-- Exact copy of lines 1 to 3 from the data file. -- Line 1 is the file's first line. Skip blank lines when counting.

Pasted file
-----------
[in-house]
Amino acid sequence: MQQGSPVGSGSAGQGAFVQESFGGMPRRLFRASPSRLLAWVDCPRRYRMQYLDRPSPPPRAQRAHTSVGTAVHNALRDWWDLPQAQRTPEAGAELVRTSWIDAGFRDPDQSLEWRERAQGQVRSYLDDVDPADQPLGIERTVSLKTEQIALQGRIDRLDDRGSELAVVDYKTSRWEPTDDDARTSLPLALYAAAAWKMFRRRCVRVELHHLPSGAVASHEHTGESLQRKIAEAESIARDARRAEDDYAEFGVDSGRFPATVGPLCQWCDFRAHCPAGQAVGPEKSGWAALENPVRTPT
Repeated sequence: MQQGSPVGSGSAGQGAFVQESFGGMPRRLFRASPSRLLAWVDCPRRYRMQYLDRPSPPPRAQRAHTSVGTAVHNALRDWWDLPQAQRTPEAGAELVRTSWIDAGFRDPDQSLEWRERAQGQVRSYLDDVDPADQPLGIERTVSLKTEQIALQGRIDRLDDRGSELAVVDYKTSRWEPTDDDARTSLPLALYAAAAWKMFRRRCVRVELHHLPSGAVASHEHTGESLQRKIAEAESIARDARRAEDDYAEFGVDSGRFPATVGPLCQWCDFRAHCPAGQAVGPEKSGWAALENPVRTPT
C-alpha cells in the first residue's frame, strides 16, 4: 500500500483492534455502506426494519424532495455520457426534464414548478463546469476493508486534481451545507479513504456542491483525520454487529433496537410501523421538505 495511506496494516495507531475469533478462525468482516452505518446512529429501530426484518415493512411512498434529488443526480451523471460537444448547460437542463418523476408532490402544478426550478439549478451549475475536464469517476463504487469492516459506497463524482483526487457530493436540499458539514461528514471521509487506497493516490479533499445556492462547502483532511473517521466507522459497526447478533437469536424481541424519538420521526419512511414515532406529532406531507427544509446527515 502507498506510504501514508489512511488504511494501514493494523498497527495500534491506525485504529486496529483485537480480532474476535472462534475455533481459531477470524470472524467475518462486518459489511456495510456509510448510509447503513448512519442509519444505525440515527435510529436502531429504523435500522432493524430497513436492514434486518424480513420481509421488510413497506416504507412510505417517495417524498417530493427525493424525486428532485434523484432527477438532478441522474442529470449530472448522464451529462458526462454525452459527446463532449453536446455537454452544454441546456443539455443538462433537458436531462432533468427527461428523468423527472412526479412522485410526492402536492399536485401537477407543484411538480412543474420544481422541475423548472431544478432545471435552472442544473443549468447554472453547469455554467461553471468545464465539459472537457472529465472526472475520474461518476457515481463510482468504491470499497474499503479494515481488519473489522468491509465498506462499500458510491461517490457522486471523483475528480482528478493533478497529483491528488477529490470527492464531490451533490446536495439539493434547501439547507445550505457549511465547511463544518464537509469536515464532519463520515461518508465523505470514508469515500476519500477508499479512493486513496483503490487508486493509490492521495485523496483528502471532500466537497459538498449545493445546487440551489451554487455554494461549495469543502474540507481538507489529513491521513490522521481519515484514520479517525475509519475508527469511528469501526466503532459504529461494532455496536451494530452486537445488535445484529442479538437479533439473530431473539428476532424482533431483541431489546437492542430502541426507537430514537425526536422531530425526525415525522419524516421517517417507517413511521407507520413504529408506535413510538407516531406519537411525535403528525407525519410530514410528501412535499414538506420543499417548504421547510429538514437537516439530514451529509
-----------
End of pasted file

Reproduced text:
[in-house]
Amino acid sequence: MQQGSPVGSGSAGQGAFVQESFGGMPRRLFRASPSRLLAWVDCPRRYRMQYLDRPSPPPRAQRAHTSVGTAVHNALRDWWDLPQAQRTPEAGAELVRTSWIDAGFRDPDQSLEWRERAQGQVRSYLDDVDPADQPLGIERTVSLKTEQIALQGRIDRLDDRGSELAVVDYKTSRWEPTDDDARTSLPLALYAAAAWKMFRRRCVRVELHHLPSGAVASHEHTGESLQRKIAEAESIARDARRAEDDYAEFGVDSGRFPATVGPLCQWCDFRAHCPAGQAVGPEKSGWAALENPVRTPT
Repeated sequence: MQQGSPVGSGSAGQGAFVQESFGGMPRRLFRASPSRLLAWVDCPRRYRMQYLDRPSPPPRAQRAHTSVGTAVHNALRDWWDLPQAQRTPEAGAELVRTSWIDAGFRDPDQSLEWRERAQGQVRSYLDDVDPADQPLGIERTVSLKTEQIALQGRIDRLDDRGSELAVVDYKTSRWEPTDDDARTSLPLALYAAAAWKMFRRRCVRVELHHLPSGAVASHEHTGESLQRKIAEAESIARDARRAEDDYAEFGVDSGRFPATVGPLCQWCDFRAHCPAGQAVGPEKSGWAALENPVRTPT